Are You Suffering From Trigger Point Pain?

Are You Suffering From Trigger Point Pain?

When it comes to treating joint and muscle pain, not all therapies work for all people and for all conditions and at all times.

You ARE a special snowflake!

Want to save time, money and the pain of unhelpful treatments?  Getting an accurate diagnosis as to what’s causing your pain will take you a long way 🙂 So let’s specifically chat about trigger points.

What makes this muscle pain different from all other muscle pains?

A trigger point is an area of hypertonic or tense muscle tissue. Usually the cause of these areas of tension is due to overuse or hyperactive musculature.  Think improper posture, trauma, or repetitive use.

Here’s the zinger (literally): trigger points are known to refer pain along a specific pattern to certain areas of the body. Sometimes these patterns may be far, far away from the trigger point’s origin.

Image result for trigger point map

For example: trigger points in this particular neck muscle cause head, facial, and throat pain.  Surprising!

Could you be suffering from trigger point pain?

How would you know?

Here are some common scenarios I’ve seen in practice:

  1. Playing a game of ‘what’s causing your pain’ and a massage therapist presses on a tight spot in your muscle and it zings pain or electricity to another location (think: pressing on a muscle nodule in your upper trapezius…and bam!  Headaches re-created.)
  2. Visiting a doctor who diagnoses you with trigger points, then offers you injections (aka ‘make the pain shut up’ method.  Quick fix, no sustainable results.)
  3. Suffering from headaches, joint or muscle pain and you’ve ALREADY had treated without success.
  4. Working with a doctor/therapist who is trained in detecting, locating, and relieving these pesky bastards to give you sustained relief and a method of preventing them in the future.

I’m a fan of Option #4 for both short AND long term relief.

Trigger points are sometimes referred to as “knots” and can feel like a tense nodule within an otherwise soft muscle. The result of trigger points can also be pain, tenderness, stiffness, and/or decreased range of motion.  Releasing a trigger point can be accomplished via a few different therapeutic options:  1) steady compression of the point  2) using a cold application and stretching, 3) by a deeper, Eastern technique known as cupping, 4) acupuncture.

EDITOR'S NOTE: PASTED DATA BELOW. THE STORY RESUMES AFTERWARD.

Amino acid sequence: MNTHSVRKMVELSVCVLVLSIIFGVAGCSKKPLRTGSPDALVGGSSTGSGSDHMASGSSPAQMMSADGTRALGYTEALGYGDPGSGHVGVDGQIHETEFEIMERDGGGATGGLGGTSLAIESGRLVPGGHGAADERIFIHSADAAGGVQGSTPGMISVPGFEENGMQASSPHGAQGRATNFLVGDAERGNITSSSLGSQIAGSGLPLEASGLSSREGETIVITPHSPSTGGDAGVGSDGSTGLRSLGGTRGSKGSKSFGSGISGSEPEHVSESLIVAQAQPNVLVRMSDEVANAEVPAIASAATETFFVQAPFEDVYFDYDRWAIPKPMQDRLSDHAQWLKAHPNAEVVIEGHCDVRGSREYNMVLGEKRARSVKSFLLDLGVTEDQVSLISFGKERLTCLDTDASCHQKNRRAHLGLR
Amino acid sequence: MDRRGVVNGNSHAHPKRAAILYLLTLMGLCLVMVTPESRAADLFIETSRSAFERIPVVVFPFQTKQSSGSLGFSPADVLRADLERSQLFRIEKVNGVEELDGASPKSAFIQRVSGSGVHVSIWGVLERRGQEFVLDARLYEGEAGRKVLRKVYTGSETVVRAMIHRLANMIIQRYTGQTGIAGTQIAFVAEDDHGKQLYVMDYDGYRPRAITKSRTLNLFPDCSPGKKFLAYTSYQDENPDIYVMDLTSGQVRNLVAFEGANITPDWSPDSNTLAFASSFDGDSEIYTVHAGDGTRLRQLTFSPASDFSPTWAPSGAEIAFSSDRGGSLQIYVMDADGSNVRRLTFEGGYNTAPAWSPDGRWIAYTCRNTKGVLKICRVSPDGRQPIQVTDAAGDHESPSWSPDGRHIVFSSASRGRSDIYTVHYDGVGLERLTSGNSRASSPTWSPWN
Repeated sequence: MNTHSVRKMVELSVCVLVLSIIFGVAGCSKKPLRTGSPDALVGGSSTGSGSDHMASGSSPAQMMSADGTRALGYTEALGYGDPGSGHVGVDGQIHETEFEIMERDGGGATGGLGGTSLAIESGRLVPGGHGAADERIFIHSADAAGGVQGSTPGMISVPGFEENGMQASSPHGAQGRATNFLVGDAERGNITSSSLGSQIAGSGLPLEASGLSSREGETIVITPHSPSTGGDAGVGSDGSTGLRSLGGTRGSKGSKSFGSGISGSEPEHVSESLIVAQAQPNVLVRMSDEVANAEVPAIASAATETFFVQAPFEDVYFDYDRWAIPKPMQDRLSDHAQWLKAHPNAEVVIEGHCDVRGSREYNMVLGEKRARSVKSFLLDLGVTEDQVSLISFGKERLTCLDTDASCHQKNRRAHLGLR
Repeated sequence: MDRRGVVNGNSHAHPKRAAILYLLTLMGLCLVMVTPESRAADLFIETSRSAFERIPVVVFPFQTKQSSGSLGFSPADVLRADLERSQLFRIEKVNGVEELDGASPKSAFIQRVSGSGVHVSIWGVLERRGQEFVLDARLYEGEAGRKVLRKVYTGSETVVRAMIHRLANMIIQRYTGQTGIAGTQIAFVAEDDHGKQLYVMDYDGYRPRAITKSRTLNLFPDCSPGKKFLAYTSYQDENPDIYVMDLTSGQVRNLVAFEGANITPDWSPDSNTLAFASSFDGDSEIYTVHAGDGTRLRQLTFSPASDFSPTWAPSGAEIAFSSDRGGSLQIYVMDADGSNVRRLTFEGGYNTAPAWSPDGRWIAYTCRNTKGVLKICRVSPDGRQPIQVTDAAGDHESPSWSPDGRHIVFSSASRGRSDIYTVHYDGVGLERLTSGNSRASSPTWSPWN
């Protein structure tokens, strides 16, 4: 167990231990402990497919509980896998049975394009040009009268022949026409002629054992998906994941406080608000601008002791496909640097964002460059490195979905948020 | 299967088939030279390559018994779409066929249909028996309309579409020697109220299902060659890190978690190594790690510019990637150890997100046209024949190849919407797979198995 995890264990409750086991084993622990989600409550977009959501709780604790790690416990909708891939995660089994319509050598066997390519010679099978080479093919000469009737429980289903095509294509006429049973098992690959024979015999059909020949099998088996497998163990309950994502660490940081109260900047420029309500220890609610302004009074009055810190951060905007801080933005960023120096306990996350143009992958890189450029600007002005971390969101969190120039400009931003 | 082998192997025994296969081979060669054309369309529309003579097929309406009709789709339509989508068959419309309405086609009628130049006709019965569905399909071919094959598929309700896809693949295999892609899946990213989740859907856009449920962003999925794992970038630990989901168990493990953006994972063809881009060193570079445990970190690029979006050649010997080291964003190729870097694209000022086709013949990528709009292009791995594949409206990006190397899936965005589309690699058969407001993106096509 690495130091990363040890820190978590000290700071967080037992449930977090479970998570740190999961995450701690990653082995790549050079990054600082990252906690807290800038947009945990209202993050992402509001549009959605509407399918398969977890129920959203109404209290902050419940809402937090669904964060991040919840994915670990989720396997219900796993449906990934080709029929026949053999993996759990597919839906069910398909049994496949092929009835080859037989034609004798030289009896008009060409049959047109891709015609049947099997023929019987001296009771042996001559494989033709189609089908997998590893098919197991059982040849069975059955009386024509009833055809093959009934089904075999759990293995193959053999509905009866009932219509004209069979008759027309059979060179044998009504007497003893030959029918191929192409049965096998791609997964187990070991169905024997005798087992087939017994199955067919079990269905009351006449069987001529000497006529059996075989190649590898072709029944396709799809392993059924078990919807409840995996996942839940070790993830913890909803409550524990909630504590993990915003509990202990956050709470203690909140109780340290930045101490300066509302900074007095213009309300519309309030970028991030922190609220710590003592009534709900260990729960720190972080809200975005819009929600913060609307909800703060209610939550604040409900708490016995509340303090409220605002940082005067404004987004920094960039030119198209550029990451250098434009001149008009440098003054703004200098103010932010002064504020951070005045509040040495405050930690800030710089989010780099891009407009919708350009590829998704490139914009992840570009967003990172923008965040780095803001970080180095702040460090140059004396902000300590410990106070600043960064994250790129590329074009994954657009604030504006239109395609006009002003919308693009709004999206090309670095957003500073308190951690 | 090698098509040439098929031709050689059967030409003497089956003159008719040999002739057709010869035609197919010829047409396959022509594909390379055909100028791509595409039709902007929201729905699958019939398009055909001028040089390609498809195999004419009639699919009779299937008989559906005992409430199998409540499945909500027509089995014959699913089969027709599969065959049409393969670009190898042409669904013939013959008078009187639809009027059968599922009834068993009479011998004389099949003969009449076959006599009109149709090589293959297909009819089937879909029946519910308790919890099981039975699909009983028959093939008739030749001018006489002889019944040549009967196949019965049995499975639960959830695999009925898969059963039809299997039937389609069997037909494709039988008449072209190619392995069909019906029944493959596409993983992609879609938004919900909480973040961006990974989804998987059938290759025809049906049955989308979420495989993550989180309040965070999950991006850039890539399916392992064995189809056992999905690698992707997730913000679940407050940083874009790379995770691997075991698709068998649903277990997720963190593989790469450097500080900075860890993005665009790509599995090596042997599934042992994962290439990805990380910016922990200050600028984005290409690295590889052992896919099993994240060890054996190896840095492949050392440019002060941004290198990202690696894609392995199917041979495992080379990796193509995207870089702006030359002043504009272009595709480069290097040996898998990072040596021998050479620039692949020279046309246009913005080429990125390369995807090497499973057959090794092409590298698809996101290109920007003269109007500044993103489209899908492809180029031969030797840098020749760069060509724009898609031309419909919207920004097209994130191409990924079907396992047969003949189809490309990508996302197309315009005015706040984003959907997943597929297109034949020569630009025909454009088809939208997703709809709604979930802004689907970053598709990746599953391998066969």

Utilizing relaxation and/or yoga with trigger point therapy has been associated with the most successful results and the shortest time frame. Some patients have seen a reduction of pain and an improvement in symptoms within their first visit but consistent treatment and care has been shown to be associated with the most successful results.

Would you believe THIS is a list of possible symptoms due to trigger points?  

Abdominal Cramps
Abdominal Pain
Anal Pain and Painful Bowel Movements
Anterior Ankle Pain
Anterior Knee Pain
Anterior Leg Pain
Anterior Thigh Pain
Anteromedial Knee Pain
Appendicitis-like Pains
Back of Arm Pain
Back of Head Pain
Back of Neck Pain
Back of Shoulder Pain
Bloating/Nausea/Abdominal cramps
Buckling Knee
Buttock Pain
Carpal Tunnel-like Pain in Wrist (watchband area)
Cheek Pain (like Sinusitis)
Colic
Diarrhea
Difficulty Swallowing
Dizziness When Turning Head or Changing Field of View
Dorsal Finger Pain
Dorsal Forearm Pain
Dorsal Forefoot Pain
Dorsal Great Toe Pain
Dorsal Lesser Toe Pain
Dorsal Wrist & Hand Pain
Double/Blurry/Jumpy Print Vision
Drooling in Sleep
Dry Cough
Dysmenorrhea
Ear Pain
Earaches/Tinnitus (Ringing)/Itch
Elbow Pain
Feeling Continued Movement in Car After Stopping
Feeling Tilted When Cornering in Car
First Steps in the Morning Feel as if Walking on Nails
Front of Arm Pain
Front of Chest Pain
Front of Shoulder Pain
Frontal Headache
Groin Pain
Handwriting Difficulties
Headaches or Migraines
Heel Pain
Hypersensitive Nipples/Breast Pain
Iliosacral Pain
Impotence due to Nerve Entrapments
Irritable Bowel
Lateral Ankle Pain
Lateral Epicondylar Pain
Lateral Knee Pain
Lateral Leg Pain
Lateral Thigh & Hip Pain
Low Back Pain
Lower Abdominal Pain
Lumbar Pain
Medial Ankle Pain
Medial Epicondylar Pain
Medial Thigh Pain
Menstrual Problems, Pelvic Pain
Metatarsal Heel Pain
Mid-Thoracic Back Pain
Nausea & Vomiting
Numbness/Tingling on the Outer Thigh (Meralgia Paresthetica)
Painful Intercourse
Painful Weak Grip
Pelvic Pain
Plantar Great Toe Pain
Plantar Lesser Toe Pain
Plantar Midfoot Pain
Post Nasal Drip
Posterior Ankle Pain
Posterior Knee Pain
Posterior Leg (Calf) Pain
Problems Climbing Stairs
Problems Going Down Stairs
Problems Holding Arms Up (as when folding sheets)
Radial Forearm Pain
Rapid/Fluttery/Irregular Heartbeat/Heart Attack-like Pain
Reflux Esophagitis
Restless Leg Syndrome
Runny Nose
Sacral & Gluteal Pain
Sciatica
Shin Splint-Type Pain
Shortness of Breath/Stitch-in-the-side
Side of Chest Pain
Sore throat
Stiff Neck
Stress Incontinence or Anal/Genital/Perineal pain
Swollen Glands
Tearing/Reddening of Eye, Drooping of Eyelid
Teeth Grinding (Bruxism)
Temple and Eyebrow Pain
Temporal Headache (Temples)
Temporomandibular Joint (TMJ) Pain
Temporomandibular Joint Disorders (TMJ)
Thoracic Back Pain
Throat & Front of Neck Pain
Thumb & Radial Hand Pain
Thumb Pain and Tingling Numbness (Dysesthesia)
Tight Achilles Tendons
Traveling Nocturnal Sinus Stuffiness
Ulnar Forearm Pain
Upper and Lower Molar Tooth Pain (Toothache)
Upper Thoracic Back Pain
Upper/Lower Leg Cramps
Urinary Frequency, Urine Retention, “Kidney” Pain
Visual Perception Problems
Not sure if you are suffering from trigger point pain?  Let us help you!